Coffee will have to come later. Right now, he's going to find his Rolodex. He's going to pull out the card of one Mr. William Arnello, mobster. Then he's going to tear it up and throw the pieces into the bin marked Biohazard.
House always hated Wheel of Fortune anyway.
House makes sure to wander into the conference room at his normal time, despite the fact that he's been awake for hours. Wilson's office couch is more comfortable than it looks, but that doesn't mean it makes for a good night's sleep.
"Where's Chase?" Cameron asks idly from her spot behind her desk. House slams the coffeepot back into the machine. Foreman and Cameron exchange a significant look.
"The fuck do you care?" he shouts and stumps into his office.
He doesn't usually swear at his employees; he's usually much more eloquent in his verbal assaults. Apparently it's rare enough to convince them to leave him alone. Finally, finally, a lesson has been pounded through their thick skulls.
Just before noon, House notices a flash of light from the conference room door swinging shut. He glances up to see Cameron heading out. Foreman's got his nose buried in a pile of patient charts and paperwork. He doesn't so much as look up when House ventures out of his office for more coffee and a raid on Cameron's pathetic lunch.
At two o'clock, House is debating whether it's worth it to make his way to the locker rooms for a shower, or if he'd rather remain a smelly ball of misery in his desk chair. As he's weighing the pain of moving against the relief of hot water, Cuddy swishes into the office.
"Don't," he growls before she can say anything.
The distinctive click of a plastic pill bottle being set on a glass desk is enough to make him swivel around. Cuddy has her arms crossed protectively over her stomach, and she looks as sorrowful as he's ever seen her. A fresh bottle of Vicodin is sitting between them.
He keeps looking at that bottle as he says, quietly, roughly, "Thank you. Now get out."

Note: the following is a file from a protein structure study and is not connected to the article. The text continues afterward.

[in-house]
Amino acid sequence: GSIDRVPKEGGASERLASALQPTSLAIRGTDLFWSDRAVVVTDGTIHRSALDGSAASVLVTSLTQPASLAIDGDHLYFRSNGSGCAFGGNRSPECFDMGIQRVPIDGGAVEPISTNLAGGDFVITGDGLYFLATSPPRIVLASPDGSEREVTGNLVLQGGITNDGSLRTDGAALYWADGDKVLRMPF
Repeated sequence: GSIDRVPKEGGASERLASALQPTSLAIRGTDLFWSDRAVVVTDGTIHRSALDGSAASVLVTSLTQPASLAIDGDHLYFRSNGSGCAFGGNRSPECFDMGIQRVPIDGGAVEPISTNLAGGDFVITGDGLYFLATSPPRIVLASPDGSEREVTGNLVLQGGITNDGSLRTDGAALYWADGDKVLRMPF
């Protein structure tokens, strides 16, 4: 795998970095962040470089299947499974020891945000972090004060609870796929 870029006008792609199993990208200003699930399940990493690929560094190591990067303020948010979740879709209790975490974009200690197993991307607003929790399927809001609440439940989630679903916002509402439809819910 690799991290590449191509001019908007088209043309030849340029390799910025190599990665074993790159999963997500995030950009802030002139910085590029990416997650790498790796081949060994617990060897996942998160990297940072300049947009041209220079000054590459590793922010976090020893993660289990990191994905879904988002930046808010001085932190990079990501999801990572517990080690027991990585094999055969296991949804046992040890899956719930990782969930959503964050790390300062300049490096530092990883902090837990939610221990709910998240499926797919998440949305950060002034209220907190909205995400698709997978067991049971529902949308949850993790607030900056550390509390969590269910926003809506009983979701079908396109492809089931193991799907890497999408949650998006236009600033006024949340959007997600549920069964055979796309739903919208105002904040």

Cuddy doesn't move. "You look terrible. Why don't you—"
"You need to go. Now."
"Or what?" Her voice is quiet to match his but no less steely. "You'll say something awful? I've already heard your worst."
House flinches and stares resolutely at the floor.
"Go home, House. Take the day, take a pill, take a shower. Come back tomorrow when you won't be mistaken for a zombie."
She's almost to the door when House manages to say, "Cuddy." He hears her stop, but he can't look up. "I am sorry, you know. For that ... moth—" his breath catches when he feels her caress the back of his bowed head, her fingers sliding easily through his hair.
He hadn't heard her come back. He suddenly can't seem to finish what he wanted to tell her. He doesn't want her to stop.
The weight of her hand says I know, the brush of her fingertips tells him it's okay. Miracle of miracles, he hasn't broken everything in his life and maybe it would have been easier if he had, but he can't bring himself to push her away.
She leaves all too soon.
Knowing there's a full Vicodin bottle on his desk gives him enough oomph to make it to the locker rooms and back. He collapses in his comfy chair and stays put until the conference room lights go off for the night. Neither Foreman nor Cameron bother to talk to him, although Cameron shoots him a look through the glass.
He calls for delivery because he needs at least one decent meal for the day. When the kid arrives, he doesn't move from the chair, just tosses the cash and points at his footstool, which will serve well enough as a table.
Eventually he makes his way over the balcony wall and into Wilson's office. He's stiff from the combination of a long night on Wilson's couch and an even longer afternoon in his chair.
House has barely settled himself on the couch when his cell phone rings. He fumbles it onto the cushions when he sees it's his own apartment calling.
"Yeah," he says as neutrally as he can manage. Who would he hear? Wilson? Chase? He shudders in a breath as he thinks, Oh, God, not Martin.
"Housh," Wilson answers, his voice slurred from trying to talk on the phone.
House turns the phone away so he can exhale loudly in relief, then quickly puts it back. "Wilson."
"Get over here."
"Oh, pleazh," Wilson interrupts. "You can't take another night 'n my office, an' Chase wants'ta go home."